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Global demand for food and fuel is rising, and the push and pull for resources has serious ramifications for our country’s economic recovery and prosperity.How much do you know about that bread you just buttered or that steak you just ate? What do you know about cars powered on ethanol or about how fracking will affect your water supply?Harvest Public Media, based at KCUR, is a collaborative public media project that reports on important agriculture issues in the Midwest.To learn more, visit www.harvestpublicmedia.org, like Harvest Public Media on Facebook or follow @HarvestPM on Twitter.

Kansas City-Based CBD Kingpin Says It's Time For People To Lobby The Feds On Cannabis Benefits

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Harvest Public Media
As the FDA seeks to regulate CBD oil, a Kansas City CBD chemist and franchise owner is soliciting public comment on the benefits of the hemp-derived product.

The Food and Drug Administration this week extended the public comment period on CBD oil by two weeks. The public now has until July 16 to share input as the FDA considers how to to regulate the fast-growing industry.

CBD, or cannabidiol, is an oil extracted from hemp flowers. Unlike marijuana, it contains very little THC — no more than 0.3 percent according to federal regulations — which means ingesting hemp CBD won't get you high.

Kansas City-based franchisor American Shaman, which has about 400 CBD retail locations across the country, launched an ad campaign in mid-June to urge the public to weigh in about CBD’s benefits.

"I believe that anecdotally there's no question that CBD is an amazing substance with very little, if any, side effects, unlike almost anything else I can think of," CEO and founder Vince Sanders said. "I want to let the FDA know there's a lot of people who would be against them taking this away. That's really what we're hoping to do."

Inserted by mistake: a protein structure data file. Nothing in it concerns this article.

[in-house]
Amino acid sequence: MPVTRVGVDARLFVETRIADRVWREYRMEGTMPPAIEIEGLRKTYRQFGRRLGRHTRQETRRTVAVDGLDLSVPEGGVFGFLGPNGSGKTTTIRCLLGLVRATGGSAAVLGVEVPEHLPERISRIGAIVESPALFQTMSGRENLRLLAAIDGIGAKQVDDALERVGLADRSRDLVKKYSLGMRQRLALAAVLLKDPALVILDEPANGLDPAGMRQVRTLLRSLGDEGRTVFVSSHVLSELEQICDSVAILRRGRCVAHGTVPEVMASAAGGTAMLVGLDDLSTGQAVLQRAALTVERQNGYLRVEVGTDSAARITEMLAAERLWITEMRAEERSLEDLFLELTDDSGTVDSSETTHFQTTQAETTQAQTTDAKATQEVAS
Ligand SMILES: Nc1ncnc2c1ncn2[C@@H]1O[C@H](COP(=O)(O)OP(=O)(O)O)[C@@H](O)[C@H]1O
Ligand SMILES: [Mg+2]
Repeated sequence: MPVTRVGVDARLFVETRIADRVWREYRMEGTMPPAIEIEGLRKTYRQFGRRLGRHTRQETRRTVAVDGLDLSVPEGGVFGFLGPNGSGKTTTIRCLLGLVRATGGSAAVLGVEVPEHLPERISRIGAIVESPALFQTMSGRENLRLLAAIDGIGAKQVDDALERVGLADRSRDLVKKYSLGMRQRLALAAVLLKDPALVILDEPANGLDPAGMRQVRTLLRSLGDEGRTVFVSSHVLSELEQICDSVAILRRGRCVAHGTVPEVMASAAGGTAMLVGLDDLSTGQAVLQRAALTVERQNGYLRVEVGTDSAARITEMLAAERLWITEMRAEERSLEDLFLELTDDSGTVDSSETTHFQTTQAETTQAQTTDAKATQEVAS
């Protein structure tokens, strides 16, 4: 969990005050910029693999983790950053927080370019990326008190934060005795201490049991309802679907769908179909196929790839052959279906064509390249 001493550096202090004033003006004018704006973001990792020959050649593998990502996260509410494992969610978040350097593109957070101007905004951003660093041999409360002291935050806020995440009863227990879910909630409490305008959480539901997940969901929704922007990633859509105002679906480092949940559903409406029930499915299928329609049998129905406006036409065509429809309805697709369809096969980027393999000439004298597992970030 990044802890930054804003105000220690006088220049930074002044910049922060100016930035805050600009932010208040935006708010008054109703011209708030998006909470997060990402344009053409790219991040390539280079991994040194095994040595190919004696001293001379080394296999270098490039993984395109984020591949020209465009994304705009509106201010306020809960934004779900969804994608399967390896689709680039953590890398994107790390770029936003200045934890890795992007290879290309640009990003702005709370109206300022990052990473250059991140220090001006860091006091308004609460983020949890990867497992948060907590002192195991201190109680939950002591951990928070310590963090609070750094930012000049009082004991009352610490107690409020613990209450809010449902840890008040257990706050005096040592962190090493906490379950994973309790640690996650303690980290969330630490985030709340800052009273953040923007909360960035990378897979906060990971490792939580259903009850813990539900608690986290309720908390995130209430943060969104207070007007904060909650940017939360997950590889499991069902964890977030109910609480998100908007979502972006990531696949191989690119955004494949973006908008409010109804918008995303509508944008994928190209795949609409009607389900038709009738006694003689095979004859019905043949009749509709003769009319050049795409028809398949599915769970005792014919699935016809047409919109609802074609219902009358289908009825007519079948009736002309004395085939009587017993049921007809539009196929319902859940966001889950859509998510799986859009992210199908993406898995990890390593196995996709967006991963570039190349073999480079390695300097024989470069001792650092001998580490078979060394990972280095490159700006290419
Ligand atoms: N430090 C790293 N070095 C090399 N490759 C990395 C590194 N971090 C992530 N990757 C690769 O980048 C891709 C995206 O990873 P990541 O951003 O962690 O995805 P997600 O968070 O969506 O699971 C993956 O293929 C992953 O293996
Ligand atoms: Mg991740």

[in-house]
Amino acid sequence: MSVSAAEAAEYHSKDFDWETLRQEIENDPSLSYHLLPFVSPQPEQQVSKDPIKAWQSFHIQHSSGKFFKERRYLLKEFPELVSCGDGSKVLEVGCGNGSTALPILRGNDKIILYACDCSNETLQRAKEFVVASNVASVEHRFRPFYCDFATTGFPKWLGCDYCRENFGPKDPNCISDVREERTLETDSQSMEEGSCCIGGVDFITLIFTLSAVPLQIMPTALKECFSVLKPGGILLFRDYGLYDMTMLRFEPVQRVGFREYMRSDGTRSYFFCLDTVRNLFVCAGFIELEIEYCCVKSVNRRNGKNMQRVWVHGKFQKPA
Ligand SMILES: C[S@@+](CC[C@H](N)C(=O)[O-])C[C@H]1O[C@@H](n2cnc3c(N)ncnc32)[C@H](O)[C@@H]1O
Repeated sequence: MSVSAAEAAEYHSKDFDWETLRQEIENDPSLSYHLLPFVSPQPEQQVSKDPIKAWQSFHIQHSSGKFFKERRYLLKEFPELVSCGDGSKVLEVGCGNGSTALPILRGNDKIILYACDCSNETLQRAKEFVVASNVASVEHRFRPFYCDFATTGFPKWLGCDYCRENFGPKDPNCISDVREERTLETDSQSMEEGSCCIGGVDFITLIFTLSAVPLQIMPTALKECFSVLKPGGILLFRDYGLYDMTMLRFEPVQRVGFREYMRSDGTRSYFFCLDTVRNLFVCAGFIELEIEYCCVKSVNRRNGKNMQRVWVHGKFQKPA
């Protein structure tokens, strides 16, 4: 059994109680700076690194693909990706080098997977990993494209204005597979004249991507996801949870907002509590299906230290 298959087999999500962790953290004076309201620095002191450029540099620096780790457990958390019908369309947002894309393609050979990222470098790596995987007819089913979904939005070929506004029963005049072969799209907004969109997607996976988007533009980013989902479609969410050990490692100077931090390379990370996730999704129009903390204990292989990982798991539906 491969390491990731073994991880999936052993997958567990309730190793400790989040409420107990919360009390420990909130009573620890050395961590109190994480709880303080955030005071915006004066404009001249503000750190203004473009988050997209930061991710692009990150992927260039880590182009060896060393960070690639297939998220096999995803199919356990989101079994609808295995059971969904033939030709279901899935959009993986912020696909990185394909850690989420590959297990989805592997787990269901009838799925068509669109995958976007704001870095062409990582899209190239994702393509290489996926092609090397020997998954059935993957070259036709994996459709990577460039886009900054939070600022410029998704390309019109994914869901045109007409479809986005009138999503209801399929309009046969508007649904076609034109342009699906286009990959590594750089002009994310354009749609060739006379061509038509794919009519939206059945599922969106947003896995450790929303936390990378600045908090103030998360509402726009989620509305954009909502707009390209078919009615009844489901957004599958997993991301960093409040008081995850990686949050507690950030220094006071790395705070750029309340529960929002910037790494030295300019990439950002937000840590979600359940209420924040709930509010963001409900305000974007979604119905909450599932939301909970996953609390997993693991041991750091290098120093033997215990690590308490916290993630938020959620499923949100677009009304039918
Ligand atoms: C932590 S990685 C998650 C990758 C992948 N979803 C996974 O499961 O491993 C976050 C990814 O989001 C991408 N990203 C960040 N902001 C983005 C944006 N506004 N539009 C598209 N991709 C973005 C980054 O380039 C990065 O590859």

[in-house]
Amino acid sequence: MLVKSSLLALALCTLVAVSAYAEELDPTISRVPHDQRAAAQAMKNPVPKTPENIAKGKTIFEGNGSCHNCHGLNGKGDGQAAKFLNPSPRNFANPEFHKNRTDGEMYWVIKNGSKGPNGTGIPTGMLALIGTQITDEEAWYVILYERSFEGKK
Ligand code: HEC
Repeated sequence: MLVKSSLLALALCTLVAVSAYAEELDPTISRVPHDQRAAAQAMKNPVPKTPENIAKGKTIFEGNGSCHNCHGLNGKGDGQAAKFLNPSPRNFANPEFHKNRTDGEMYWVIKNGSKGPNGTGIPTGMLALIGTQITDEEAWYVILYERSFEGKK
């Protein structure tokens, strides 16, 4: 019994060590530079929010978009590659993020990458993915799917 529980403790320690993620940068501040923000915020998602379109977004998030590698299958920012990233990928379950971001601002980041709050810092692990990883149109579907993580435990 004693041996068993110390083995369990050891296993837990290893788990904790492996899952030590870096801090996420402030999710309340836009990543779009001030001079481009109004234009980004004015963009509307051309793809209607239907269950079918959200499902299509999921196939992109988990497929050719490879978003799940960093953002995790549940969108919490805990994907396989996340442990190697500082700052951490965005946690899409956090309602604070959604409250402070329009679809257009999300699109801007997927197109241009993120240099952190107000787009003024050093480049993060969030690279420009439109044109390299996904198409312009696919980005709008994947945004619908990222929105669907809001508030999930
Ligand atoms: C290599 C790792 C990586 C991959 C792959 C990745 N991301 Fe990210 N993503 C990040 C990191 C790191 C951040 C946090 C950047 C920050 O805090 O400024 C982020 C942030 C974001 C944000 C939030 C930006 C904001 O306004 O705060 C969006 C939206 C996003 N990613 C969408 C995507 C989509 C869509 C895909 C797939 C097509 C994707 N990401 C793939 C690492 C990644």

Sanders said the ad brought in 1,500 comments in the past week, which he hopes will help show the FDA that CBD is a safe product. 

After the 2018 farm bill lifted restrictions on hemp, the industry moved ahead in promoting CBD products. Last fall, the Drug Enforcement Administration removed CBD from the most restrictive class, allowing the first cannabis-derived pharmaceutical to be sold in U.S. markets. 

But, there's only one FDA-approved CBD drug, which is used to treat epilepsy. Research on CBD is still nominal, which is why the FDA is seeking data and input about the product’s safety.

"We recognize that there is significant public interest in these products, for therapeutic purposes and otherwise," FDA officials wrote in a notice this week. "At the same time, there are many unanswered questions about the science, safety, and quality of many of these products."

No official timeline has been set by the FDA to regulate CBD products.

Andrea Tudhope is a reporter for KCUR 89.3. Email her at andreat@kcur.org, and follow her on Twitter @andreatudhope.

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